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A walk around Remedios on its 500th anniversary

A walk around Remedios on its 500th anniversary

Tiny Remedios, a sleepy town rich in Spanish colonial architecture and mysterious legends, celebrates its 500th anniversary this summer. The party starts in June and will continue until Las Parrandas, the town's annual famous Christmas Eve carnival.

Established on the coast as Santa Cruz de Vasco Porcallo, and named after Spanish landowner Vasco Porcallo de Figueroa, the town was moved inland in 1578 following a pirate attack and renamed San Juan de los Remedios.

Remedios' history is entwined with the frightening story of the threat of hundreds and thousands of demons. Remedios' early wealth had been built on trading contraband with pirates who were regular visitors to the north coast of Cuba. But a 17th-century farm-owning priest Joseph Gonzalez de la Cruz, along with local landowners, whose profits were plummeting due to the illicit trade, denounced the contraband deals as heretical.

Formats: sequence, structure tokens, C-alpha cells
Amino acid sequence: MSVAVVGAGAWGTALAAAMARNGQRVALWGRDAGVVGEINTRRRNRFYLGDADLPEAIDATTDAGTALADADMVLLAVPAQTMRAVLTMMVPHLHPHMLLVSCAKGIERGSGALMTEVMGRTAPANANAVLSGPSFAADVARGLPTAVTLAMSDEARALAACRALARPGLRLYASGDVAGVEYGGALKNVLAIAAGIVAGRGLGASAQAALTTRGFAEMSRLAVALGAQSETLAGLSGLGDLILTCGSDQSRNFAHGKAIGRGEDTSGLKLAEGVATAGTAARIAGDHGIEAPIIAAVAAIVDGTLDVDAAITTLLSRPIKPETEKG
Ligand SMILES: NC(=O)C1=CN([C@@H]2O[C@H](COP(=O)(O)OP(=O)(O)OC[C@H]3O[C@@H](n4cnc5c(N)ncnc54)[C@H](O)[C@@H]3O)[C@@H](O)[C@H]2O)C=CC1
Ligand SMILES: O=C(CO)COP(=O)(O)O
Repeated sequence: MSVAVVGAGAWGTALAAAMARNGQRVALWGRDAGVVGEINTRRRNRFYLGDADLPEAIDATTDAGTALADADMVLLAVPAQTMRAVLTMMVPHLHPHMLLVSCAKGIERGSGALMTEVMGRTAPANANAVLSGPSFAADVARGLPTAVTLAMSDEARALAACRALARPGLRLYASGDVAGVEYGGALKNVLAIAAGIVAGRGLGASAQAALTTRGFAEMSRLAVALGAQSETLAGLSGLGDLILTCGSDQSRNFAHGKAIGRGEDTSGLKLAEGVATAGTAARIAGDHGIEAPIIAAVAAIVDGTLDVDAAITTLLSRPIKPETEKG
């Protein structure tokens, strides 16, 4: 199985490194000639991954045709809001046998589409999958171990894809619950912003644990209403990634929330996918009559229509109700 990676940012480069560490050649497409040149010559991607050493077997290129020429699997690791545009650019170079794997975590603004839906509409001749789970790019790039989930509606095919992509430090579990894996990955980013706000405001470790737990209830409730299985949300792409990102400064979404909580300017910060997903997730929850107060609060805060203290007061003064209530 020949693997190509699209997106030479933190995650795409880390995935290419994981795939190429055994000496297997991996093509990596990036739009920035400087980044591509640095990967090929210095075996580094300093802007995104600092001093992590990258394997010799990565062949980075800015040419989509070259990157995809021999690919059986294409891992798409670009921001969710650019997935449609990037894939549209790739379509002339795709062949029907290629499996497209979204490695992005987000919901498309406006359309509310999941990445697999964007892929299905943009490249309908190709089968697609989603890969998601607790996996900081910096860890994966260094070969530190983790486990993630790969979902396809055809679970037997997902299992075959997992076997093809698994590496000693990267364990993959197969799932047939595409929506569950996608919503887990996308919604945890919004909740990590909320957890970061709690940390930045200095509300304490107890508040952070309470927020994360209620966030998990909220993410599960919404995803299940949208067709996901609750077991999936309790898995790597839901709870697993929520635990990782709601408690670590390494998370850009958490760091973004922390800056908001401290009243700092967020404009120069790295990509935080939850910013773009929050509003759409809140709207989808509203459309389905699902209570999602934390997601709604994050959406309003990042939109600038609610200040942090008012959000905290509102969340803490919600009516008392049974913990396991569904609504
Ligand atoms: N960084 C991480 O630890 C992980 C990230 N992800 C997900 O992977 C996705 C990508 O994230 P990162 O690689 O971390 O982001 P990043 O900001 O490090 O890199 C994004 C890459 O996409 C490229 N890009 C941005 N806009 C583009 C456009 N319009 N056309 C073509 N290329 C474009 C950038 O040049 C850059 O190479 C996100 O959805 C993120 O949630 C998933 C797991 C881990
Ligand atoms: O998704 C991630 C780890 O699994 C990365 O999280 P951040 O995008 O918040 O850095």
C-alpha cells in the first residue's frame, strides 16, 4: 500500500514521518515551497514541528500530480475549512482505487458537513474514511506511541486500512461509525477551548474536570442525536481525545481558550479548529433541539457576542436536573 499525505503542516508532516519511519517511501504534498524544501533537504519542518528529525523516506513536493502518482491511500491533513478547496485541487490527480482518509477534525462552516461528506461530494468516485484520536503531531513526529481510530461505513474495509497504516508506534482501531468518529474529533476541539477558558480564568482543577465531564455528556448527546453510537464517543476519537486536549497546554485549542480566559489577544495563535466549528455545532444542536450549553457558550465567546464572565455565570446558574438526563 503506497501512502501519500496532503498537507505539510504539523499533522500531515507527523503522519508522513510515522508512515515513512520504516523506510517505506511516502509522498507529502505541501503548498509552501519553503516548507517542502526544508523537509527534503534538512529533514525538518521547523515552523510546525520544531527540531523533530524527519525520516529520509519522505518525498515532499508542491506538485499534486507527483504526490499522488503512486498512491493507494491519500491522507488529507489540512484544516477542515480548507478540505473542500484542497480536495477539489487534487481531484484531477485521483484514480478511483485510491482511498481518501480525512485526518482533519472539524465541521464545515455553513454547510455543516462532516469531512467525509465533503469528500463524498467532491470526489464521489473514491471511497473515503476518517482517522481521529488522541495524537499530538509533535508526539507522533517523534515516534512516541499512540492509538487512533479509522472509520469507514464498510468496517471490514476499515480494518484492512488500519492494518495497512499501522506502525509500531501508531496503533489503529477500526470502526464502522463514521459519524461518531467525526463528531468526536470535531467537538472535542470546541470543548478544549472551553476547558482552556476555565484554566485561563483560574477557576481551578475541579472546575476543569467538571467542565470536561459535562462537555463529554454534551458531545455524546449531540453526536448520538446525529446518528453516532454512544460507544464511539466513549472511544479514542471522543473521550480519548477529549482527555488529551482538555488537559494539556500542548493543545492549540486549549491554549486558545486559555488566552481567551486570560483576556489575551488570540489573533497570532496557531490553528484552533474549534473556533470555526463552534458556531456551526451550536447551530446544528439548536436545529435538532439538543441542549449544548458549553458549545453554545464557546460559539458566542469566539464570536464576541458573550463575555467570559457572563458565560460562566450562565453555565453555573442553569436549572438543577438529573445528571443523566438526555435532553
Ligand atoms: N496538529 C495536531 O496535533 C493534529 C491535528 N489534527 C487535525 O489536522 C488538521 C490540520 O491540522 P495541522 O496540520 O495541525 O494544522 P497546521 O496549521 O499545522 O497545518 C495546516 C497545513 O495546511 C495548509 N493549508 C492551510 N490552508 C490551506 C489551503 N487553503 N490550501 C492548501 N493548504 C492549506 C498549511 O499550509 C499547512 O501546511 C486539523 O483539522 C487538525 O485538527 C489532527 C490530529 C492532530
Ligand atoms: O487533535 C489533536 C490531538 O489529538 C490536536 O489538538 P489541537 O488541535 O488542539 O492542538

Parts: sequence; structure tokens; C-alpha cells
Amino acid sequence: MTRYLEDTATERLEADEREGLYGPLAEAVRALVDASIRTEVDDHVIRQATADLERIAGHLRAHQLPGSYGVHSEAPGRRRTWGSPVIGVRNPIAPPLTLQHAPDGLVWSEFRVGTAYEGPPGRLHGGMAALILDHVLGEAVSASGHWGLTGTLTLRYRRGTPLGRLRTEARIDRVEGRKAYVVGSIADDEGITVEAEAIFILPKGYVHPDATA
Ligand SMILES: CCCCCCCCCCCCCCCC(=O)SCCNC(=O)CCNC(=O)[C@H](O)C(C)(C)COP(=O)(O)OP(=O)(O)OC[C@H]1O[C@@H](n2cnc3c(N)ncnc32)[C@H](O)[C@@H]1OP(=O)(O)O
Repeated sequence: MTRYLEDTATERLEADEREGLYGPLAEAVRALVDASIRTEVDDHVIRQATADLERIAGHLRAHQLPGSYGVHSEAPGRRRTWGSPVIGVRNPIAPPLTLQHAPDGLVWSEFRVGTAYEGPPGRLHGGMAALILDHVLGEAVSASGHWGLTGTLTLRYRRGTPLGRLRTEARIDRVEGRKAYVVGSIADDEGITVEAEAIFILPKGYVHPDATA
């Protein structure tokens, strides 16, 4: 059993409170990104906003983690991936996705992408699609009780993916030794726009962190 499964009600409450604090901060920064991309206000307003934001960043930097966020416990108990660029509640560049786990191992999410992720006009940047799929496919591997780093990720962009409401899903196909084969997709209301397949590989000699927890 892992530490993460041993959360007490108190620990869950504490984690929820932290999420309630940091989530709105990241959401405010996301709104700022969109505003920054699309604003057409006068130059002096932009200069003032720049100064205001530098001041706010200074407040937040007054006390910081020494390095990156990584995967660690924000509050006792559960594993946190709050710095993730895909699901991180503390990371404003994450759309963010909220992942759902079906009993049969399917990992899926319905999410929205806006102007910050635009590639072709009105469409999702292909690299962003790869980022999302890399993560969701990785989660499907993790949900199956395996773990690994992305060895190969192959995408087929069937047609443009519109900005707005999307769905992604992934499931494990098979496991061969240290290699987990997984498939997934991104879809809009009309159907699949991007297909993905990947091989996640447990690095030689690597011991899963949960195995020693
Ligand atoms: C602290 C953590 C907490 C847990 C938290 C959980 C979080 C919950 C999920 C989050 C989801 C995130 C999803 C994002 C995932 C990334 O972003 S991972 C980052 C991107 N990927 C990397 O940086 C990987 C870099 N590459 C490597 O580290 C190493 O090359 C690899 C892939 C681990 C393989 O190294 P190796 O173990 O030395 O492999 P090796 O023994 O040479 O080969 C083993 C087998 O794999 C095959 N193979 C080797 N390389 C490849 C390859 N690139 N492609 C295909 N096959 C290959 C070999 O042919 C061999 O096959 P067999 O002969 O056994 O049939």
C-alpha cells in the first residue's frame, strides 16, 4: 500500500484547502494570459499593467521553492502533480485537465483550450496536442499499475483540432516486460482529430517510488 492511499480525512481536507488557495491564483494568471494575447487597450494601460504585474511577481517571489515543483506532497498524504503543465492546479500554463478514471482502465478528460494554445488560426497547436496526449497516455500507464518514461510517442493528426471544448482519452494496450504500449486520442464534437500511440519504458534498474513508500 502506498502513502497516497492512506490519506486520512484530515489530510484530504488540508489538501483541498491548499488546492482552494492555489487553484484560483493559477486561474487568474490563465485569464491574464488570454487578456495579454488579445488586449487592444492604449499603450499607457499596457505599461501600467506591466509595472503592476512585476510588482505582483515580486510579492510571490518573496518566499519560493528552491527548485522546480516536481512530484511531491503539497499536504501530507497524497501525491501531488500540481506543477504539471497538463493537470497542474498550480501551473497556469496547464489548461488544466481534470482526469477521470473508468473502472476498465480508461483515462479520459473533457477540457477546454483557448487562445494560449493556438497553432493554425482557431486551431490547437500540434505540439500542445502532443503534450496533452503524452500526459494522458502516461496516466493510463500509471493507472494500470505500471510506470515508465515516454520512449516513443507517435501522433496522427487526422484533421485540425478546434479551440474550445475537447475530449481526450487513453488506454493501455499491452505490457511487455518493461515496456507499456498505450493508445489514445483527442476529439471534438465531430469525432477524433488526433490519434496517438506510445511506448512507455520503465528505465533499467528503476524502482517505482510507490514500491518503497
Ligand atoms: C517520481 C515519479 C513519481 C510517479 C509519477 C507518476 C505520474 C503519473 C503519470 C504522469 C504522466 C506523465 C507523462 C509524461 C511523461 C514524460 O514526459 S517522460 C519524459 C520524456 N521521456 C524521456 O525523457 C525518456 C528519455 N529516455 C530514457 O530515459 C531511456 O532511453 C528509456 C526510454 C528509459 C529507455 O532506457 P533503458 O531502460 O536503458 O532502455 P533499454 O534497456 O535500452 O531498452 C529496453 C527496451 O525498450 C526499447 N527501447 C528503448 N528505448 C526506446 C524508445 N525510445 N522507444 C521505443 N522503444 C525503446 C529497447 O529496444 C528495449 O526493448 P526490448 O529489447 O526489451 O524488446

Walking around Remedios - Map

The priest, supported by local landowners, whipped up a Satanic storm, telling the townsfolk that 800,000 demons living in what's known as the mouth of hell – the Boqueron cave – in the folds of the Hill of Tesico, on the outskirts of town, would see that Remedios would rot in the fires of hell if the townsfolk did not move away from the coast. It's reported that the priest carried out hundreds of exorcisms on the inhabitants. Not all the Remedianos were convinced by the religious hysteria but those that were persuaded by the harbingers of doom founded the city of Santa Clara in 1689, an hour south of Remedios.